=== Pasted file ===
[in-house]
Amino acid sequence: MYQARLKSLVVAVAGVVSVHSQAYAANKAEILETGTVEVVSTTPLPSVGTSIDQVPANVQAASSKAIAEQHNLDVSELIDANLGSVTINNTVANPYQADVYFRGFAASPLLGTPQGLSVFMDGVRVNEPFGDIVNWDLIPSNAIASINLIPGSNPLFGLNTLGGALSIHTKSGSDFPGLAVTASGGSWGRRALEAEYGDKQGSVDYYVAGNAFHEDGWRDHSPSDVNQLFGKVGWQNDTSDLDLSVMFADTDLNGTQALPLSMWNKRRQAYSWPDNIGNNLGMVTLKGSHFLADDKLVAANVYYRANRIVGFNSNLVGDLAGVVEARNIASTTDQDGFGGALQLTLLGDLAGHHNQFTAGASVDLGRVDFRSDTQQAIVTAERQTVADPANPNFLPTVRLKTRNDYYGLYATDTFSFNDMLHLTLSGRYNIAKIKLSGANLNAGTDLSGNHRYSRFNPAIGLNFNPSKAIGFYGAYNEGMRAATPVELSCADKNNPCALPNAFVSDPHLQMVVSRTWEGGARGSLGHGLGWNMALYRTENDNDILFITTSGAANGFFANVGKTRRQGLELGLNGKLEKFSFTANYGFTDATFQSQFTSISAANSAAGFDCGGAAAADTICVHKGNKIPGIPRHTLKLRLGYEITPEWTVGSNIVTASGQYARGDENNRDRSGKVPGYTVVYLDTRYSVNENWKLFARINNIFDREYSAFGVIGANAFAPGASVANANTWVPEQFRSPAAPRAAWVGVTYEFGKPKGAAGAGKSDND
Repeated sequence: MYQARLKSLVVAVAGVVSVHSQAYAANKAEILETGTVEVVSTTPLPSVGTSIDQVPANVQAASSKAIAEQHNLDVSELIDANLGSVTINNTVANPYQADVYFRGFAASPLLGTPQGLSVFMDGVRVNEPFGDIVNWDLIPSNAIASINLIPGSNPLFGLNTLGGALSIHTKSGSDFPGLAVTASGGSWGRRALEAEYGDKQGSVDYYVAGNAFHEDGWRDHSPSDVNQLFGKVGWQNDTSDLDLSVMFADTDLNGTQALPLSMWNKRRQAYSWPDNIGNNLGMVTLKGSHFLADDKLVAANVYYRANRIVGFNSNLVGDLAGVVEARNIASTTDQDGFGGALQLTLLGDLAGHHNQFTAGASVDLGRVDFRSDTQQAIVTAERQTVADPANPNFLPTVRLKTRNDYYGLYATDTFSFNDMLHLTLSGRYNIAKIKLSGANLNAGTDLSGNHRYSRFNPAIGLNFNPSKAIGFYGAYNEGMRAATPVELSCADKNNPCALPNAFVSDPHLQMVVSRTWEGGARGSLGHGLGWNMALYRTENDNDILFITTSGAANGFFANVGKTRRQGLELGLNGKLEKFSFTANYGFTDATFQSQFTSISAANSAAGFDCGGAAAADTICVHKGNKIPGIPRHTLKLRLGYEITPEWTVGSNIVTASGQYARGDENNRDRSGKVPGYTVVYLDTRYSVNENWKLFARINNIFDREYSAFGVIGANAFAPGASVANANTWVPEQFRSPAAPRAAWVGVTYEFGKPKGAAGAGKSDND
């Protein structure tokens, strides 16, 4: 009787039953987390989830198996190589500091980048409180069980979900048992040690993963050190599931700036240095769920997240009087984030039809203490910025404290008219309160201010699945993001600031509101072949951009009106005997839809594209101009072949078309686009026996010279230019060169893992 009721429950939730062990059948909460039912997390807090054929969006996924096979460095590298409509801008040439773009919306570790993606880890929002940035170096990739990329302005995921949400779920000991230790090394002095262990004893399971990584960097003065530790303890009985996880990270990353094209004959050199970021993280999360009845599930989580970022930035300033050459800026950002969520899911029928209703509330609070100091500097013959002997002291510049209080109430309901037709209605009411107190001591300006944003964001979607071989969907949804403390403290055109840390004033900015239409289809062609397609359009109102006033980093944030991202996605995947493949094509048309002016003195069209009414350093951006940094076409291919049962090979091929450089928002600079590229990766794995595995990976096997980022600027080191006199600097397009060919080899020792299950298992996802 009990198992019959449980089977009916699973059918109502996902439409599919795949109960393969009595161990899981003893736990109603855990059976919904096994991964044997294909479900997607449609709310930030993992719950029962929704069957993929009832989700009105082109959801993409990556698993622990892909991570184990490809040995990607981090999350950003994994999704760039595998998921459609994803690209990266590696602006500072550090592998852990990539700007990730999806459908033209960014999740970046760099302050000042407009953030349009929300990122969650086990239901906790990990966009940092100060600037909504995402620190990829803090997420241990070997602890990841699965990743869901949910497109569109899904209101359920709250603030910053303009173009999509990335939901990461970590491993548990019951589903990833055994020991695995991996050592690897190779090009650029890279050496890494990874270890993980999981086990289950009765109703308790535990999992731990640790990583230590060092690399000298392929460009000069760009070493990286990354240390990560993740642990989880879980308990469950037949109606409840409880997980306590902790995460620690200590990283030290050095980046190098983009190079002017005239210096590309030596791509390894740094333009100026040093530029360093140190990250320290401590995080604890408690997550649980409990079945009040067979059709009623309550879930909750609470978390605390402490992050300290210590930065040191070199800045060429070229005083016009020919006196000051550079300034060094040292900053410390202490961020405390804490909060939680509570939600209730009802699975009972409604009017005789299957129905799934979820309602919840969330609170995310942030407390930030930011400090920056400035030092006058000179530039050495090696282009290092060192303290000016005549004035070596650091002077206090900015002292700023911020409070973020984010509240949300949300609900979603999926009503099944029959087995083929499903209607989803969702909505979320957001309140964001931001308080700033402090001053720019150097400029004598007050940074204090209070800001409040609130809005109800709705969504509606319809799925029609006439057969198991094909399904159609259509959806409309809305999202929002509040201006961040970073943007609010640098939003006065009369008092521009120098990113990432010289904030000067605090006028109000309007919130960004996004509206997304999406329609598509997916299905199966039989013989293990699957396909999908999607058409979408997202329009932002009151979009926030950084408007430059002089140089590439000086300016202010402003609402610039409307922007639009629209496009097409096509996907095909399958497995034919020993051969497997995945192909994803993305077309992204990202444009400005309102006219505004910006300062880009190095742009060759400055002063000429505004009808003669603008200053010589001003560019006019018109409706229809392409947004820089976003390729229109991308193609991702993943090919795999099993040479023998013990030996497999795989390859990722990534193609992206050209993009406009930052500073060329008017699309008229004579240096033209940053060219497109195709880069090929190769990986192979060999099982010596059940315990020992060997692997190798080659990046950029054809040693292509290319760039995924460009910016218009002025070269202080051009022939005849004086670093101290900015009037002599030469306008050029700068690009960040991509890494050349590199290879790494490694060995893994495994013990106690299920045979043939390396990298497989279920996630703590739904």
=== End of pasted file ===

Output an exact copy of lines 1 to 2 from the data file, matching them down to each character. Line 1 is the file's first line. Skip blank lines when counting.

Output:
[in-house]
Amino acid sequence: MYQARLKSLVVAVAGVVSVHSQAYAANKAEILETGTVEVVSTTPLPSVGTSIDQVPANVQAASSKAIAEQHNLDVSELIDANLGSVTINNTVANPYQADVYFRGFAASPLLGTPQGLSVFMDGVRVNEPFGDIVNWDLIPSNAIASINLIPGSNPLFGLNTLGGALSIHTKSGSDFPGLAVTASGGSWGRRALEAEYGDKQGSVDYYVAGNAFHEDGWRDHSPSDVNQLFGKVGWQNDTSDLDLSVMFADTDLNGTQALPLSMWNKRRQAYSWPDNIGNNLGMVTLKGSHFLADDKLVAANVYYRANRIVGFNSNLVGDLAGVVEARNIASTTDQDGFGGALQLTLLGDLAGHHNQFTAGASVDLGRVDFRSDTQQAIVTAERQTVADPANPNFLPTVRLKTRNDYYGLYATDTFSFNDMLHLTLSGRYNIAKIKLSGANLNAGTDLSGNHRYSRFNPAIGLNFNPSKAIGFYGAYNEGMRAATPVELSCADKNNPCALPNAFVSDPHLQMVVSRTWEGGARGSLGHGLGWNMALYRTENDNDILFITTSGAANGFFANVGKTRRQGLELGLNGKLEKFSFTANYGFTDATFQSQFTSISAANSAAGFDCGGAAAADTICVHKGNKIPGIPRHTLKLRLGYEITPEWTVGSNIVTASGQYARGDENNRDRSGKVPGYTVVYLDTRYSVNENWKLFARINNIFDREYSAFGVIGANAFAPGASVANANTWVPEQFRSPAAPRAAWVGVTYEFGKPKGAAGAGKSDND